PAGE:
Caring for Stranded Marine Animals
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Patient Update: September 26th

Seals:

 

 

 

 

 

 

 

 

 

 

 

 

 

 

 

Androscoggin “Andy”, Piscataqua “Cat”, Chicopee, and Pawcatuck “Tuck”

The Tank 2 crew are all doing very well with no significant changes to their health. They are all steadily gaining weight, Cat (bottom right) and Andy (top left) weighed in today at 29.1 kg and 30 kg respectively! Chicopee (top right) continues to be unbothered by the loss of her eye, and Tuck (bottom left) just received a preliminary exam to track his growth progress and determine his release eligibility by our veterinarians earlier this week! The recently declared Unusual Mortality Event (UME) has provided us a challenge in regards to releasing these animals. However, the test results for all four seals returned negative for both Phocine Distemper Virus and Avian Influenza, so they have been deemed eligible for release! As they are all healthy and eating well, we have begun to look into potential sites for a release while avoiding areas that are afflicted by the UME.

 

 

 

 

 

 

 

Sugar

After implementing multiple treatment plans to combat Sugar’s ocular disease, the animal care team at the National Marine Life Center determined that surgery was our best course of action in fighting these persistent ocular lesions. Sugar underwent a surgery to remove some of the dead tissue on her eye, and part of her lower eyelid was stretched and attached to the upper eyelid. We are optimistic that this will help to stimulate the healing process and allow for formation of healthy tissue! If you are interested in the details of the surgery, check in for further updates on Sugar as we monitor her progress!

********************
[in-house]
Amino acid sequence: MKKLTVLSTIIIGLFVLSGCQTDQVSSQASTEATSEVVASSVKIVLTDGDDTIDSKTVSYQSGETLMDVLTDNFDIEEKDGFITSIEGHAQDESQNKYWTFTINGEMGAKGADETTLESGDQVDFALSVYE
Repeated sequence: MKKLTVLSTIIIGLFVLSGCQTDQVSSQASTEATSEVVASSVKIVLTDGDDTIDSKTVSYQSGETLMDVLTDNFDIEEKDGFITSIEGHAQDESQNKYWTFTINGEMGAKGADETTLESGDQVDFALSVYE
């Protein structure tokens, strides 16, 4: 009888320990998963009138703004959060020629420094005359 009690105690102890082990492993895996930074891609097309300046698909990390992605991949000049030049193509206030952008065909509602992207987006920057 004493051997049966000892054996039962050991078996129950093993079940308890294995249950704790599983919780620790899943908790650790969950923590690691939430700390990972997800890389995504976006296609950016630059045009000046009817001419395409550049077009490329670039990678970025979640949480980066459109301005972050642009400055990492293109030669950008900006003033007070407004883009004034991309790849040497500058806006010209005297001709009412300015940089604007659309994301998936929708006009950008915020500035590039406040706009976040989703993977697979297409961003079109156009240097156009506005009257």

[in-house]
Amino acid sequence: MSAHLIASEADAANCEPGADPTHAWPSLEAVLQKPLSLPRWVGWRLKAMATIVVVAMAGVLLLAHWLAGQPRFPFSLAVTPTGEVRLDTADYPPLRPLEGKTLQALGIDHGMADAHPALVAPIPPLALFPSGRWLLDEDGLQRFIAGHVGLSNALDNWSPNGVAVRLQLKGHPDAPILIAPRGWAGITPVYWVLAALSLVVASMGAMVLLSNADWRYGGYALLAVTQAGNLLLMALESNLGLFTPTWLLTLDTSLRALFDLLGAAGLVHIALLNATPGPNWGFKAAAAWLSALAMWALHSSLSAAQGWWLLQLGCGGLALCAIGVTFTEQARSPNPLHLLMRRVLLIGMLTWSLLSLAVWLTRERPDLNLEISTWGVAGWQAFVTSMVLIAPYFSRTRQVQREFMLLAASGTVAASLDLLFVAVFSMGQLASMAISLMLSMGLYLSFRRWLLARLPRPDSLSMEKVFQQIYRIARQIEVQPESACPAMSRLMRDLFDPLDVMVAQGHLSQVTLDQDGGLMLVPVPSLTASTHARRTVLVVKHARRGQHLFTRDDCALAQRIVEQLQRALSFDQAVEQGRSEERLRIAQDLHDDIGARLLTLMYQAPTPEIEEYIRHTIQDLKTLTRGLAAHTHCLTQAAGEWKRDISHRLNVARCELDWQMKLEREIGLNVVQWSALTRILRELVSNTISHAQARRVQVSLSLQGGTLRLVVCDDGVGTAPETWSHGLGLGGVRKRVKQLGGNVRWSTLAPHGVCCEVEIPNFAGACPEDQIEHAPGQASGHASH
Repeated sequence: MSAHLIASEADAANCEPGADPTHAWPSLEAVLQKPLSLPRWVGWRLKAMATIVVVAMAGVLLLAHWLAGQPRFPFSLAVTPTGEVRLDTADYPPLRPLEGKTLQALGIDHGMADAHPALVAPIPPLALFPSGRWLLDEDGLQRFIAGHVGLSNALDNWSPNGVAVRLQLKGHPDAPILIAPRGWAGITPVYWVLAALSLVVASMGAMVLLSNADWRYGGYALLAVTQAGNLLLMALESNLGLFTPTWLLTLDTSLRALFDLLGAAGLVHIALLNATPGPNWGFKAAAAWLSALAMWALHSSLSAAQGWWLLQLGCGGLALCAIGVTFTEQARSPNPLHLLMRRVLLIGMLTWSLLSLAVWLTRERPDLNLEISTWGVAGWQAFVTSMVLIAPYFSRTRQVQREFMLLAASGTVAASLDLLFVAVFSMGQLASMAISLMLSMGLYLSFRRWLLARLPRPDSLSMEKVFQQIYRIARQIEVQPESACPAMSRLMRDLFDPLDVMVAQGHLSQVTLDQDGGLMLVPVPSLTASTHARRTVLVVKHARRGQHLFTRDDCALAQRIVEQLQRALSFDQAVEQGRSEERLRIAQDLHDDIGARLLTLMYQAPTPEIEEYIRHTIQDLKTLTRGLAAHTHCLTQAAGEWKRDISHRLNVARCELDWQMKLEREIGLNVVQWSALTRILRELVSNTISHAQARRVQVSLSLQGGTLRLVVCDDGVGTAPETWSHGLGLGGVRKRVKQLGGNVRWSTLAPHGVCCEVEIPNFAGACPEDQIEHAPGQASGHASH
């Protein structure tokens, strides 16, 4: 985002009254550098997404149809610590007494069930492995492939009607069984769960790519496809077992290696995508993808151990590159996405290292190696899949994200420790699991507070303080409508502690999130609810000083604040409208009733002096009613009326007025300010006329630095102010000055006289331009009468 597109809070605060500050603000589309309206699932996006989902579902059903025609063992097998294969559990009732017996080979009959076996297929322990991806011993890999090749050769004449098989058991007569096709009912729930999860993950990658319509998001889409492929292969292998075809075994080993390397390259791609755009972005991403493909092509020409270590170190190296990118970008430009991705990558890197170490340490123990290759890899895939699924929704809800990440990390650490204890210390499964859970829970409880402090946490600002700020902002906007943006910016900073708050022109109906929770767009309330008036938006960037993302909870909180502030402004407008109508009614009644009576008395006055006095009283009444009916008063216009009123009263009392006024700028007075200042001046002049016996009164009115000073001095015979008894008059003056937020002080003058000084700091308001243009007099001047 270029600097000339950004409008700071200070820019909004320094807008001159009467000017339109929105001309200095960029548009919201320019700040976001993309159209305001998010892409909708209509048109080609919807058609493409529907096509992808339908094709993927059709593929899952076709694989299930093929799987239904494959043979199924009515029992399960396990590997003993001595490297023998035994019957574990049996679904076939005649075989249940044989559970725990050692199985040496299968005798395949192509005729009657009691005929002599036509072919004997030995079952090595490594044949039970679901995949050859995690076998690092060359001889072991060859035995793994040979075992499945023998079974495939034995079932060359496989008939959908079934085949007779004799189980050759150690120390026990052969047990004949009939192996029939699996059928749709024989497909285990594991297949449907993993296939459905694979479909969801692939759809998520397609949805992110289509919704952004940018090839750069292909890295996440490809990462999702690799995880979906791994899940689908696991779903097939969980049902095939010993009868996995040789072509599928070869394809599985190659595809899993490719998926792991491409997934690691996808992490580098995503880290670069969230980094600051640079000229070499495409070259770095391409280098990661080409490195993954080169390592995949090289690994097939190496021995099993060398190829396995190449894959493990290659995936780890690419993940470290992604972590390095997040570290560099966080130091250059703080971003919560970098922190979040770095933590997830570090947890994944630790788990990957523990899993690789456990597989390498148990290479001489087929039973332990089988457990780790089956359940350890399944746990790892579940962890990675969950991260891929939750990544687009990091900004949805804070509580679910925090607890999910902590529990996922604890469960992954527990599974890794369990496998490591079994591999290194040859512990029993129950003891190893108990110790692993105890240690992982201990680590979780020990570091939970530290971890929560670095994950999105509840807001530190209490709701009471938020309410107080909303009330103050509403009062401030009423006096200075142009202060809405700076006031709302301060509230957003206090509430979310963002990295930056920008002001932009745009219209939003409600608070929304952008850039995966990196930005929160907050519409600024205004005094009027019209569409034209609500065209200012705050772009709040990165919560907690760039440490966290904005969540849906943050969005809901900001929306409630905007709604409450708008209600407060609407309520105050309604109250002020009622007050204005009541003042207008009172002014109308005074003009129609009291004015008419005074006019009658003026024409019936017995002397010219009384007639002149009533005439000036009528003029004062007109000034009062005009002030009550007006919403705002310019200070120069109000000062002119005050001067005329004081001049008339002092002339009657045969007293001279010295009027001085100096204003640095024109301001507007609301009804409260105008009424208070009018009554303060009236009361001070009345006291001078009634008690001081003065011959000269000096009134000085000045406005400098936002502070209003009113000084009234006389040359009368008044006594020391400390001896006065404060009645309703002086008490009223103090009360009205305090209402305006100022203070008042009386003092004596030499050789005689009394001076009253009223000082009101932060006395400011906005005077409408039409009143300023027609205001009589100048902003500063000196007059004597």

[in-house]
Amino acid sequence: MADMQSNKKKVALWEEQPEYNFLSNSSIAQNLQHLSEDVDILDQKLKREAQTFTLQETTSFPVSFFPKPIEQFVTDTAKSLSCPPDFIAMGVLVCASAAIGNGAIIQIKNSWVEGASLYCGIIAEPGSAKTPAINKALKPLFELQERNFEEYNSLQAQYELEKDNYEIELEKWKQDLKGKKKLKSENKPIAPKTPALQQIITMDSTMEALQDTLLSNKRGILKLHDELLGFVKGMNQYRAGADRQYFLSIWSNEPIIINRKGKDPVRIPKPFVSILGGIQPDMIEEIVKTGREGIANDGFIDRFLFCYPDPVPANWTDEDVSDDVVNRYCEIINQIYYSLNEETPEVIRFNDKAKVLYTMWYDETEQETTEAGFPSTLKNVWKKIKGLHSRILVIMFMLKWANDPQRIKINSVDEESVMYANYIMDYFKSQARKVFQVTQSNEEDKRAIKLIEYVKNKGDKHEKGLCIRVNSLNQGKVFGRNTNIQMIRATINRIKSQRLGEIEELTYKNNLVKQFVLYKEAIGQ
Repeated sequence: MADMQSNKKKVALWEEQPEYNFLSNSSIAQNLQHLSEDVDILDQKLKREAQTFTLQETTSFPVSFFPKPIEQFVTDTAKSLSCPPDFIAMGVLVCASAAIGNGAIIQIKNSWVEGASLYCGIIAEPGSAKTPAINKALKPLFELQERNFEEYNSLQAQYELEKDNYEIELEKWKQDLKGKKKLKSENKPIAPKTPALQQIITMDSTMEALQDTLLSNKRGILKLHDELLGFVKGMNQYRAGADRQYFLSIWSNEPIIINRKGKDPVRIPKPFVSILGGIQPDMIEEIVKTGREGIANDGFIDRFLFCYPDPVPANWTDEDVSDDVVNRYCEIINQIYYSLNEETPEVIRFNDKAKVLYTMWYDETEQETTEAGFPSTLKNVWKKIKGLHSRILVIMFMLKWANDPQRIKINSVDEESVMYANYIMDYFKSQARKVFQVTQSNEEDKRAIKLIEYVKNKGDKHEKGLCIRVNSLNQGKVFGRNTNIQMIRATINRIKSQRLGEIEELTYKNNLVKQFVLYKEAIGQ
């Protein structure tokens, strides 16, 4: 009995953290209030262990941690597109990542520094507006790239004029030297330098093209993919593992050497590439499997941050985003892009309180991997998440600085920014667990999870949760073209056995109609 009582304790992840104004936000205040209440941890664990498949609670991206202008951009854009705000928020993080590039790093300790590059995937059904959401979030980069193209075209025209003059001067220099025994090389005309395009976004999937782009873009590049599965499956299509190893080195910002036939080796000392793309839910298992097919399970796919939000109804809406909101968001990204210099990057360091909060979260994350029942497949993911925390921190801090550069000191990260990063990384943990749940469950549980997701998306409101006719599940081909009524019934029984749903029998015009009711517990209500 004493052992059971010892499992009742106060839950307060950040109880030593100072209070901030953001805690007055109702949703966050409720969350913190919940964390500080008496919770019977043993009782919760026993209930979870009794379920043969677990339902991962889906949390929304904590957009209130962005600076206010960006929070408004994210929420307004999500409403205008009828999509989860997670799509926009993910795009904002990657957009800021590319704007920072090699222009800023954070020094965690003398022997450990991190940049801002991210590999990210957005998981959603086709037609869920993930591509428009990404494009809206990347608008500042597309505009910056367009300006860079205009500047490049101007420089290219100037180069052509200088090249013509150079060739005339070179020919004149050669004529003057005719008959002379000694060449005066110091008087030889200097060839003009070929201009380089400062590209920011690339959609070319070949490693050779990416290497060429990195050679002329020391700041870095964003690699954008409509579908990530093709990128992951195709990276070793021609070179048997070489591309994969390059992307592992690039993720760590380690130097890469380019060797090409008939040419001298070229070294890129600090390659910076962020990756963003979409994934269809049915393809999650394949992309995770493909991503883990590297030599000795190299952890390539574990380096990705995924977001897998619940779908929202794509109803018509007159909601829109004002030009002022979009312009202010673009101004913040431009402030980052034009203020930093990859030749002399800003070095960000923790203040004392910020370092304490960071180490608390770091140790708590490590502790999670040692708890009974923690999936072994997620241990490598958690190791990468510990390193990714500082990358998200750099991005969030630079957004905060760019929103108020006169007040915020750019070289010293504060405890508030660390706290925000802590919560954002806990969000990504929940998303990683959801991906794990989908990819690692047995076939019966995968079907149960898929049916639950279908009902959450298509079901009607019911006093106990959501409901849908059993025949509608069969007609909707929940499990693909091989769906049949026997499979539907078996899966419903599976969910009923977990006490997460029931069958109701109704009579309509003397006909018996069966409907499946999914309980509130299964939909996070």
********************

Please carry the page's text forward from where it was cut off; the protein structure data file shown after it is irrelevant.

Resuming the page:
Bear and Jones

The Pup Room Crew trio is now a duo, as after Sugar’s surgery she was moved to an isolation pod to prevent any damage to her eye. Bear (front right) and Jones (front left) have continued to gain weight and are eating well on their own without any recent changes to their health. As we await to see how Sugar’s eye responds to her surgery, we will consider the possibility of performing this operation on both Bear and Jones, as their ocular diseases have not responded well to treatment, although Jones’ opacities are improving.

 

Turtles:

 

 

 

 

 

 

 

Etta

Etta has still yet to receive surgery on the osteolytic lesion that had developed on her shoulder bone as a result of her cold-stunning. We will continue to work to schedule this, but in the mean time we have begun to increase her physical therapy! She is now slated to receive it on both Tuesday and Thursday in the hopes that this will increase her flipper mobility on her path to recovery.

Posted by Grant M.

Grant is a second semester intern who recently graduated from Roger Williams University with degrees in Biology and Chemistry.

One Comment

  1. Thank you for the update on these beautiful animals. We know they are in very good hands at NMLC.

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